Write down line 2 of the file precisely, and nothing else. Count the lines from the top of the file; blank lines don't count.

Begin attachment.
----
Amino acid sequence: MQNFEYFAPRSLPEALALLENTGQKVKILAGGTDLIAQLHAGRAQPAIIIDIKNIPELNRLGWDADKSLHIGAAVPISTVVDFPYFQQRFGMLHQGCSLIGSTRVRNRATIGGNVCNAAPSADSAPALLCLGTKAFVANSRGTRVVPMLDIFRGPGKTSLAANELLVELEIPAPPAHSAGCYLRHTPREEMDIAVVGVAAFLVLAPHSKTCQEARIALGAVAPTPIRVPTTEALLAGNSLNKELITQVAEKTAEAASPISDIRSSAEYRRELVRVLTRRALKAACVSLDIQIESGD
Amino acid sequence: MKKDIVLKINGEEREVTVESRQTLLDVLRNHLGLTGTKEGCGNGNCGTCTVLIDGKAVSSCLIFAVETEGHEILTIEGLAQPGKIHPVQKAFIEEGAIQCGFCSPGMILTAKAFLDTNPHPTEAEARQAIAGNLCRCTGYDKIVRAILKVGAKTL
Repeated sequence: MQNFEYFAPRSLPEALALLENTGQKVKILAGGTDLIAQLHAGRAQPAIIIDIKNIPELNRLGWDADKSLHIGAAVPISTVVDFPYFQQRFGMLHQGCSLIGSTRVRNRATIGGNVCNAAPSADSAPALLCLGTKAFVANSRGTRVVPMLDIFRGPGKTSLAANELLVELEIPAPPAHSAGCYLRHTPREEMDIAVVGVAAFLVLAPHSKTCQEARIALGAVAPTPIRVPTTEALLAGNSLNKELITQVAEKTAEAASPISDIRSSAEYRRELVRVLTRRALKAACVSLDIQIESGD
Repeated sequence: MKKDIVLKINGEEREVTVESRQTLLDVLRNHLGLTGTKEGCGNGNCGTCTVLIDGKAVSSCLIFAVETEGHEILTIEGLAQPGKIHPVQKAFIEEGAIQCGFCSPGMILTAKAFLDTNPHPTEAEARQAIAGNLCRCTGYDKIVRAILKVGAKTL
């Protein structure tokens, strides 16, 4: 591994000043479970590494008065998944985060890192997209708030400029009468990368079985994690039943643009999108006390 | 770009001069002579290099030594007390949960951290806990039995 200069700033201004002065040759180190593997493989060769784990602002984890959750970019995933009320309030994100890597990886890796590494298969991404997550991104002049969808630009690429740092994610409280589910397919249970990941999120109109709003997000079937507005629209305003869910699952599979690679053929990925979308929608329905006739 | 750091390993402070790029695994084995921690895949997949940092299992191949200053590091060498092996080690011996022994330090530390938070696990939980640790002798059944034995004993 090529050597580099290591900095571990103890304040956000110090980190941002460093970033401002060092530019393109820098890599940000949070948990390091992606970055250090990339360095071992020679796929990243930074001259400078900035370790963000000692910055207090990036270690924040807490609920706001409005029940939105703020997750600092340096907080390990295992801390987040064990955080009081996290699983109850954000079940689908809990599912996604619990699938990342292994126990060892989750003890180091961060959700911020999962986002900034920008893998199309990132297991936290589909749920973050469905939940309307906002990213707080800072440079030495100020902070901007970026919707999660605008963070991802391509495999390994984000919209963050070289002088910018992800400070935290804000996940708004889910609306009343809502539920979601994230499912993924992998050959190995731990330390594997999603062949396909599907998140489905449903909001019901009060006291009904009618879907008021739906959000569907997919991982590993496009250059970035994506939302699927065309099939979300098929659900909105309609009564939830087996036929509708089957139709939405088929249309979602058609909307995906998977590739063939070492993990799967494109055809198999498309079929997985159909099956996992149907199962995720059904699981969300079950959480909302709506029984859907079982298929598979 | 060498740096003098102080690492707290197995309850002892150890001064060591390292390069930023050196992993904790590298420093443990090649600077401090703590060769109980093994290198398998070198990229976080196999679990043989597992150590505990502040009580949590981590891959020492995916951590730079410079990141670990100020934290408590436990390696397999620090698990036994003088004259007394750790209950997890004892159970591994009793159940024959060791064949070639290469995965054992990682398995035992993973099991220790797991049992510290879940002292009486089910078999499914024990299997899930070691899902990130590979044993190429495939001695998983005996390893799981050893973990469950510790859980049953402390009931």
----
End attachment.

Amino acid sequence: MKKDIVLKINGEEREVTVESRQTLLDVLRNHLGLTGTKEGCGNGNCGTCTVLIDGKAVSSCLIFAVETEGHEILTIEGLAQPGKIHPVQKAFIEEGAIQCGFCSPGMILTAKAFLDTNPHPTEAEARQAIAGNLCRCTGYDKIVRAILKVGAKTL